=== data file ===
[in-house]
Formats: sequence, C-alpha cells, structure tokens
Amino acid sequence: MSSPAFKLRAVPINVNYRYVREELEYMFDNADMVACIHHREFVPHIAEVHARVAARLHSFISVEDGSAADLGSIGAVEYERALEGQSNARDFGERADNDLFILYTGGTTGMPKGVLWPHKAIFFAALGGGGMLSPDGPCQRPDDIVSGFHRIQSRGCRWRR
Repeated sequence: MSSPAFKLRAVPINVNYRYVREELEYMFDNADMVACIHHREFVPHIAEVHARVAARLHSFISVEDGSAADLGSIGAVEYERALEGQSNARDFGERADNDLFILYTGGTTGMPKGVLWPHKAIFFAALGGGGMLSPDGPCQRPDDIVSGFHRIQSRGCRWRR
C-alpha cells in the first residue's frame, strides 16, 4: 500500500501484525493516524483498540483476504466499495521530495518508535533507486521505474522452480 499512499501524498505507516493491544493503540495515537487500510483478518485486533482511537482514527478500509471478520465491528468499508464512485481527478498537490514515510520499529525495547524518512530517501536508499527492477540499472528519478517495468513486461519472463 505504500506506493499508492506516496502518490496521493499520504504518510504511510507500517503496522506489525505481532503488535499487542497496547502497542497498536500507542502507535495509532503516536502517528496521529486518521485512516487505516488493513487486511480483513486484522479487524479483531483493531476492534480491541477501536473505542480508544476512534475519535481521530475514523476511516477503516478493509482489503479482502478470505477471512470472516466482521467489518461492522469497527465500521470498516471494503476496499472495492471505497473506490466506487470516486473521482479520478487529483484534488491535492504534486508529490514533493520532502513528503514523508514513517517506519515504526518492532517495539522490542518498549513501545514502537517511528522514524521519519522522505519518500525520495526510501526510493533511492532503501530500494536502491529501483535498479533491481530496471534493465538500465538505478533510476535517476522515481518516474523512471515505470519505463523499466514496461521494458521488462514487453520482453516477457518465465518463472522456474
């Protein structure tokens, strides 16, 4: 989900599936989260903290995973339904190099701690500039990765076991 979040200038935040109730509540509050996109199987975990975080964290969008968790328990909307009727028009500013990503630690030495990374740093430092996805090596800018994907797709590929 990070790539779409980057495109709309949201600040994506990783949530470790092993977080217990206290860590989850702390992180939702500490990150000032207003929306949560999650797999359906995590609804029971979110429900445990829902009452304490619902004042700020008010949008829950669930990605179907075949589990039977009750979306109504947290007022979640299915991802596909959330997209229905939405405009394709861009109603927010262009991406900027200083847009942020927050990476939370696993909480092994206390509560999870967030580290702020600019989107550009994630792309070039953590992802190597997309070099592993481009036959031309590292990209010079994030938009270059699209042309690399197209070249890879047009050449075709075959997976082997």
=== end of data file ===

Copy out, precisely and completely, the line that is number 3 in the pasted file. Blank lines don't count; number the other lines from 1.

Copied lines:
Amino acid sequence: MSSPAFKLRAVPINVNYRYVREELEYMFDNADMVACIHHREFVPHIAEVHARVAARLHSFISVEDGSAADLGSIGAVEYERALEGQSNARDFGERADNDLFILYTGGTTGMPKGVLWPHKAIFFAALGGGGMLSPDGPCQRPDDIVSGFHRIQSRGCRWRR